Mental Health care in prisons

26% of women and 16% of men said they had received treatment for a mental health problem in the year before custody.

25% of women and 15% of men in prison reported symptoms indicative of psychosis.The rate among the general public is about 4%.

Self-inflicted deaths are 8.6 times more likely in prison than in the general population.

70% of people who died from self-inflicted means whilst in prison had already been identified as having mental health needs. However, the Prisons and Probation Ombudsman (PPO) found that concerns about mental health problems had only been flagged on entry to the prison for just over half of these people.

The PPO’s investigation found that nearly one in five of those diagnosed with a mental health problem received no care from a mental health professional in prison.

The PPO also found that no mental health referral was made when it should have been in 29% of self-inflicted deaths where mental health needs had already been identified.

40% of prisons inspected in 2016–17 had inadequate or no training for prison officers to know when to refer a person for mental health support.

 

latest news and publications

Jul25 25/07/2019 12:23:00 by Matt

Commenting on the latest safety in custody statistics published today by the Ministry of Justice, Peter Dawson, Director of the Prison Reform Trust, said:

 “The faint hope that our prison system might have turned a corner has been dashed by these numbers. Prisons are still getting more dangerous as places where people have to live and work.  More people than last year chose to take their own life rather than endure it. When an individual prison hits rock bottom, the government reduces the number of prisoners it holds – but it continues to ignore the obvious truth that it is the prison system as a whole that is grossly overcrowded. Ministers talk about having recruited more staff, but the problem will only be solved by having fewer prisoners.”

Photo credit: Andy Aitchison

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Jul3 03/07/2019 12:00:00 by alex

Commenting on today’s (3 July 2019) publication of new definitive guidelines for arson and criminal damage offences by the Sentencing Council, Mark Day, head of policy and communications at the Prison Reform Trust said:

“A significant proportion of people who commit arson have a mental health need, learning disability or autism. This guideline highlights the importance of courts obtaining a proper assessment of any underlying mental health condition or disorder before deciding the degree to which someone can be held responsible for what happened, and sets out a clear process for doing so, including full engagement with liaison and diversion services. This should lead to the fairer and more appropriate treatment of vulnerable defendants in our courts.”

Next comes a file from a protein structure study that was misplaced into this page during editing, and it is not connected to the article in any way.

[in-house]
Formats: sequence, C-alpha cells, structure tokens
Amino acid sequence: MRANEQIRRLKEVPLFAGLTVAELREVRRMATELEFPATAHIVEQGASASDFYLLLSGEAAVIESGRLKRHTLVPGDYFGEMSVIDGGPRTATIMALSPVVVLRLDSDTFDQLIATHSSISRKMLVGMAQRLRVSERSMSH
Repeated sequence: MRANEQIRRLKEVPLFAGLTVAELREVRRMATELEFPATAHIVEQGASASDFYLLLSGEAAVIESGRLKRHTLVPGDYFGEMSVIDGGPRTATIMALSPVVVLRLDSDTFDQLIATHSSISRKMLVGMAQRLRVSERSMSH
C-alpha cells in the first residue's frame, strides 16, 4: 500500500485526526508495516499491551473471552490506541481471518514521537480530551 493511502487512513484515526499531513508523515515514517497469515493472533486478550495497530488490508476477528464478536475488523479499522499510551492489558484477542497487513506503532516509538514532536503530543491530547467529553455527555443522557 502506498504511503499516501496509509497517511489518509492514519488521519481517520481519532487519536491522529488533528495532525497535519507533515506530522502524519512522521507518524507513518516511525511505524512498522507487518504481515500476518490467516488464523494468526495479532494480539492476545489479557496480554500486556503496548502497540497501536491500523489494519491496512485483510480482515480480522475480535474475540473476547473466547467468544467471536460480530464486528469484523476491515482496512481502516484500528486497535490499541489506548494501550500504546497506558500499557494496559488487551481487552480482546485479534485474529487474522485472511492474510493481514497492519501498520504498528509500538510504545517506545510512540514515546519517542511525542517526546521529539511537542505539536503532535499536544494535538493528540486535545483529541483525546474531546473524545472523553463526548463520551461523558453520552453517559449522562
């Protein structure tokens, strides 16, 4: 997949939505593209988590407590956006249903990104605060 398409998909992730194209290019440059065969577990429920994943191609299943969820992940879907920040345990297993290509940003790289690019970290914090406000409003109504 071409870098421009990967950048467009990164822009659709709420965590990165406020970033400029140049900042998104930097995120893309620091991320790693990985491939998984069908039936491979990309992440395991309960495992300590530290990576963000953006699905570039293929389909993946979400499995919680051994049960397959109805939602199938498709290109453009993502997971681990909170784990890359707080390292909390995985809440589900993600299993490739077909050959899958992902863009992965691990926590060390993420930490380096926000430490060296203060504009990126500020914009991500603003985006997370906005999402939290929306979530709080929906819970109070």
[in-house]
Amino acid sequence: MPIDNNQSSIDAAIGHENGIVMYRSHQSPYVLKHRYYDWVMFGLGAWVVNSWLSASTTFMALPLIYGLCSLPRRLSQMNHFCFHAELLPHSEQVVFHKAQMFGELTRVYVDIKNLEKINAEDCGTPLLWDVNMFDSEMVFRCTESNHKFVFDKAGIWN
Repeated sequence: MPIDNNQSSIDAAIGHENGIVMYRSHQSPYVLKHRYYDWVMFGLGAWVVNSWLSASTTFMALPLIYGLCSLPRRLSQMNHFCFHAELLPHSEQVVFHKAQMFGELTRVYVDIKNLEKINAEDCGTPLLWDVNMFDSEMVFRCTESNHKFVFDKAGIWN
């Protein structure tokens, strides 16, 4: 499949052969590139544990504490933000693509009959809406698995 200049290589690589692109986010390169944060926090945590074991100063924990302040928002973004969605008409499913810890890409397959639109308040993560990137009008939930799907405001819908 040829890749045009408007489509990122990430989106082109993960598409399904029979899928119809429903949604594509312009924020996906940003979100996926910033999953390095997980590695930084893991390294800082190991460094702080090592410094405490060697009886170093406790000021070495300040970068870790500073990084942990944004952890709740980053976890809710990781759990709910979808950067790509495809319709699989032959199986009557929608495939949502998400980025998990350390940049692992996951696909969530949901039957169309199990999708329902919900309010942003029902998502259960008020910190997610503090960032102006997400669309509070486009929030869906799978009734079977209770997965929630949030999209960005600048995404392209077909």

Click here to read our submission to the Sentencing Council's consultation on the draft guidelines.

Photo credit: Andy Aitchison

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Nov1 01/11/2018 00:01:00 by alex

Commenting on today's inspection report on conditions at HMP Wakefield, Peter Dawson, director of the Prison Reform Trust, said:

“This report shows what can be an achieved in an adequately resourced prison, with a stable and settled population. But it also highlights the unreasonable expectations placed on prisons and staff to care for people with acute mental illnesses. Rather than getting the help they urgently need, they are held in conditions which make matters worse, because secure mental health units will not or cannot make beds available. The Chief Inspector has correctly laid this problem at the minister’s door—the minister needs to apply the same discipline to solving it as he demands from governors in meeting the recommendations put to them.”

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Jun28 28/06/2018 00:01:00 by alex

The Lord Chancellor and Secretary of State for Justice, Rt Hon. David Gauke MP, set out in a speech delivered last week (Thursday 21 June 2018) how the government is improving outcomes for people with mental health problems and other needs caught up in the criminal justice system.

Speaking at the 2018 reception of the Care not Custody Coalition he set out the significant progress made since the inception of the Coalition in 2011.

The Care not Custody Coalition also published a briefing at the event, bringing together the array of work by coalition members, and progress made to date.

Click 'read more' for the full story

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Mar15 15/03/2018 11:34:00 by alex

Following correspondence with the chair of the independent review, Sir Simon Wessely, the Prison Reform Trust, Centre for Mental Health, and Together for Mental Wellbeing convened a meeting to provide a ‘criminal justice’ response to the review’s initial consultation. The meeting was chaired by Lord Bradley, and our response can be read by clicking here

In a follow up discussion with Sir Simon, we have agreed to convene a further meeting that will focus on people with a learning disability and/or autism in the criminal justice system, which will be held in April. 

Further information about the independent review can be found by clicking here.

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